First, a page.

by Robert W. Jenson
No discourse that goes on for any length of time, particularly if it becomes an argument, can do without slogans– those shorthand phrases that are placeholders for a whole complex of concepts, metaphors, practices and understandings to which they point. They make it possible for a speaker or writer with just a few words to call to the minds of the participants in a discussion a great deal that has been said before in considerable detail, rather than going over it all again.
“The problem with slogans,” Robert W. Jenson writes, “is that as over time they become increasingly necessary, they just so tend to acquire lives of their own, and then can become untethered from the complex of ideas and practices which they once evoked. In that free-floating currency they are then available to be wielded to various ends, often antithetically to their original service and without awareness that this is happening.”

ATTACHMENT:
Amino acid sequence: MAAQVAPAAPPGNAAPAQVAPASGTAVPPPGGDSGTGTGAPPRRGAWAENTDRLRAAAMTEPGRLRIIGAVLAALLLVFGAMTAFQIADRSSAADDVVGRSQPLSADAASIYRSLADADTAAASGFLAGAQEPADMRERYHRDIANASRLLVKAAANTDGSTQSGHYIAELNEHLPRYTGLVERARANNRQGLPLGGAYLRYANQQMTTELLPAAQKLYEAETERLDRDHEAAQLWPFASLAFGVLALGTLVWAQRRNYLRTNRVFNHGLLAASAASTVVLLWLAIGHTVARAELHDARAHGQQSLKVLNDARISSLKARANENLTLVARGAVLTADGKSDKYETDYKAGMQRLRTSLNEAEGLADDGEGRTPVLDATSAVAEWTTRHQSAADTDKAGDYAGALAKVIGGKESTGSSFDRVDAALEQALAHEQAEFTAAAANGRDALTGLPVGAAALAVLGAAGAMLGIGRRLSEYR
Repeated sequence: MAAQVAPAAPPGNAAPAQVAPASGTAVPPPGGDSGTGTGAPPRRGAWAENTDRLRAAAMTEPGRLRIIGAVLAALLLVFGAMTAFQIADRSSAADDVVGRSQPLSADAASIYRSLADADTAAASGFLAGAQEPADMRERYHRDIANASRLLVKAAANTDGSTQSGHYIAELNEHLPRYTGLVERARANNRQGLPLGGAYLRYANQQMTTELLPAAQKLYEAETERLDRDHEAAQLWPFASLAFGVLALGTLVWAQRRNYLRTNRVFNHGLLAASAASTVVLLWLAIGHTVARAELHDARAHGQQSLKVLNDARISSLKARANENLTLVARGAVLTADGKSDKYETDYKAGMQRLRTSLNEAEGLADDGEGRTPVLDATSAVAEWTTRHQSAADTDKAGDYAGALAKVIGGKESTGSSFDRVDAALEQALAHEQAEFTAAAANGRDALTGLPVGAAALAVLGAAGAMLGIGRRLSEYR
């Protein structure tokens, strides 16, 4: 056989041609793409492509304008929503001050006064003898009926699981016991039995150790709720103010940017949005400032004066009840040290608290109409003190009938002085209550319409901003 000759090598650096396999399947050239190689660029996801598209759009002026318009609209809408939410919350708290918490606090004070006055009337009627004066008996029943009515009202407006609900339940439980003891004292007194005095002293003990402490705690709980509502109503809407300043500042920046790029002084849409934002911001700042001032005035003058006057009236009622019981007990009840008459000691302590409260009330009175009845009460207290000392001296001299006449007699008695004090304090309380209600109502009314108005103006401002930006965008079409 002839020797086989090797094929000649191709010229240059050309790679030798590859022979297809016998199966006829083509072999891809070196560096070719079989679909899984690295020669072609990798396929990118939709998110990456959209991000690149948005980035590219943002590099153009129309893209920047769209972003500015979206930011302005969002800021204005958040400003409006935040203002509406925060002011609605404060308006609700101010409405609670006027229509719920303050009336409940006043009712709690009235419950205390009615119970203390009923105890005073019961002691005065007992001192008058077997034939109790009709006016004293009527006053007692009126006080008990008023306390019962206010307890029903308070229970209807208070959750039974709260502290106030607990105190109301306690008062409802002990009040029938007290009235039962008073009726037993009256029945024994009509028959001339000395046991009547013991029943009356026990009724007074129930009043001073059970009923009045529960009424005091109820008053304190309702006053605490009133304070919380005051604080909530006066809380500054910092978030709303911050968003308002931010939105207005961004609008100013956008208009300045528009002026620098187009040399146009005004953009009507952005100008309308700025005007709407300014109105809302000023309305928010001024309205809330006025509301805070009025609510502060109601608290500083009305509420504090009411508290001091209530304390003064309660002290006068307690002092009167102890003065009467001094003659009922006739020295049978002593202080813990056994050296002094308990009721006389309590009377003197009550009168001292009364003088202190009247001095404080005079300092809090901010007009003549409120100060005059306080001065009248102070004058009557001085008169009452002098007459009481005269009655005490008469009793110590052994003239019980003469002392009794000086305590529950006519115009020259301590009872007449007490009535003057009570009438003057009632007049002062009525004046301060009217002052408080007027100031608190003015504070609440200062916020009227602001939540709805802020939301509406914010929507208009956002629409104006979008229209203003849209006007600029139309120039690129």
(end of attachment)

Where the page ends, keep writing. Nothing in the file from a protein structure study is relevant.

Lutherans use many slogans like “Justification by Faith Apart from Works” and” the Proper Distinction of Law and Gospel” and “Sola Scriptura”, most of which arose in the context of the 16th Century Protestant Reformation. In this small book, Jenson, a Lutheran and one of the United States’ most eminent theologians, takes up 10 of these slogans and examines what they originally called to mind and how they are used and abused today.